Some interpreted this as retaliation for Trump’s actions against TikTok and a coming ban on messaging app WeChat, owned by China-based Tencent, due to national security concerns. A group of WeChat users have sued the Trump administration over the ban; a federal judge could soon decide whether to issue a preliminary injunction temporarily halting the ban.

“They are really quite upset about the announcements on the ban on WeChat and the continuing restrictions on TikTok unless this deal goes through, so I think they’re going to be rather slow to get their approval,” said Eric Harwit, an Asian studies professor at the University of Hawaii. If ByteDance is agreeable to the deal, he thinks the Chinese government will eventually go along with it.

In a statement Sunday, China’s Ministry of Commerce said the rules it issued Saturday “are not targeting any specific country or industry,” and had been in the works for more than a year, since May 2019.


Trump said he believes it’s going to be “a fantastic deal,” adding that “the technology’s superior to anything in the world, and we like that.”

“It’ll be a brand-new company,” Trump said. “It will have nothing to do with China. It’ll be totally secure.”

Oracle beat out other suitors for TikTok’s operations, including its rival Microsoft.

Oracle said that it will run TikTok Global on Oracle Cloud.

“We are a hundred percent confident in our ability to deliver a highly secure environment to TikTok and ensure data privacy to TikTok’s American users, and users throughout the world,” Oracle Chief Executive Safra Catz said in a statement. “This greatly improved security and guaranteed privacy will enable the continued rapid growth of the TikTok user community to benefit all stakeholders.”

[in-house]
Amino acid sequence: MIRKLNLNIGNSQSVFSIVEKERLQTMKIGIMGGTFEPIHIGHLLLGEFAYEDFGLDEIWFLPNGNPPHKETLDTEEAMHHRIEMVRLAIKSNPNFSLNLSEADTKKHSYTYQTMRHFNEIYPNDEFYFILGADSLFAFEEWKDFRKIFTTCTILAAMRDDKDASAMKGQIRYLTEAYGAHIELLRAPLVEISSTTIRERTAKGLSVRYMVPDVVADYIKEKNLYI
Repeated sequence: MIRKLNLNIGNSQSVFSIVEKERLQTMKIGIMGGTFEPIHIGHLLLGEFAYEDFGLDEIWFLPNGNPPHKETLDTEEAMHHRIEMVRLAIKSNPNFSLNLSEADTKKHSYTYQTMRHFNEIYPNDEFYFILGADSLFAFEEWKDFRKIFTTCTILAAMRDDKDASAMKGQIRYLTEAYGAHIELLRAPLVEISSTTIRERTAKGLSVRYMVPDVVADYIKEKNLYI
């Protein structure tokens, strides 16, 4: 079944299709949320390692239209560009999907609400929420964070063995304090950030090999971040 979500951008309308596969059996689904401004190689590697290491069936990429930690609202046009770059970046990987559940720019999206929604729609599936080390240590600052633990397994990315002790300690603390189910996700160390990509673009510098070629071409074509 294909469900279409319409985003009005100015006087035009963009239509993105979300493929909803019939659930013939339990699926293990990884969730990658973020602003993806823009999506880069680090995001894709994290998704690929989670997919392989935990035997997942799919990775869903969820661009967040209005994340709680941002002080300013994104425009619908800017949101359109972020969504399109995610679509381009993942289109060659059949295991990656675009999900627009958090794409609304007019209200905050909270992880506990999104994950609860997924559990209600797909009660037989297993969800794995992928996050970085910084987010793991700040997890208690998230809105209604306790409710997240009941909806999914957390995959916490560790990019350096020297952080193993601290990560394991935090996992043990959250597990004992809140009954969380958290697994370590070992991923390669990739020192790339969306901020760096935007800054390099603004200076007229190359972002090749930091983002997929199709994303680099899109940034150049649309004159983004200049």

Oracle has close relations with the Trump administration. The company’s co-founder, Larry Ellison, hosted a Trump campaign fundraiser and is a supporter of the president. Catz also served on Trump’s transition team.

Walmart said that it has tentatively agreed to provide its e-commerce, fulfillment and payments services to the company and that its CEO, Doug McMillon, would serve on TikTok’s board.


“This partnership will provide Walmart with an important way for us to expand our reach and serve omnichannel customers as well as grow our third-party marketplace, fulfillment and advertising businesses,” Walmart said in a statement.

Analysts say the deal could help Walmart reach younger audiences.

“This could give Walmart a huge competing edge to Amazon,” said Eugene Lee, chief executive of Creator Cash, a San Francisco-based app that provides financial tools and savings accounts to video creators. “Walmart probably is salivating at the mouth to be able to provide an e-commerce angle to these creators who are capturing the attention and the eyeballs of hundreds of millions and soon to be billions of people here.”

TikTok creators have expressed concern about a ban or sale of the TikTok app. Many remember what happened to Vine, a popular video app that shut down after it was bought by Twitter, forcing creators to rebuild their fan bases elsewhere.

Many creators were hopeful about a deal, including USC student Cosette Rinab — one of three TikTok creators who filed a lawsuit Friday in federal court in Philadelphia against the Trump administration, alleging a TikTok ban would violate their 1st Amendment rights.

“If having a company like Oracle own parts of TikTok … makes the president’s administration feel more confidence in allowing TikTok to succeed and continue to grow in the U.S., then so be it,” said Rinab, 21, who earns $7,000 to $12,000 a month through brand deals and integrating songs into her posts.


Whether partnerships with Walmart and Oracle can maintain the popularity of TikTok, which is used by 100 million Americans, remains to be seen.

“The only thing I’m worried about is whoever buys the app will run it into the ground like Vine,” said Carly Lind, a 29-year-old L.A. video creator who has roughly 20,000 followers on her main TikTok account.

Times Beijing Bureau Chief Alice Su and staff writer Sam Dean contributed to this report.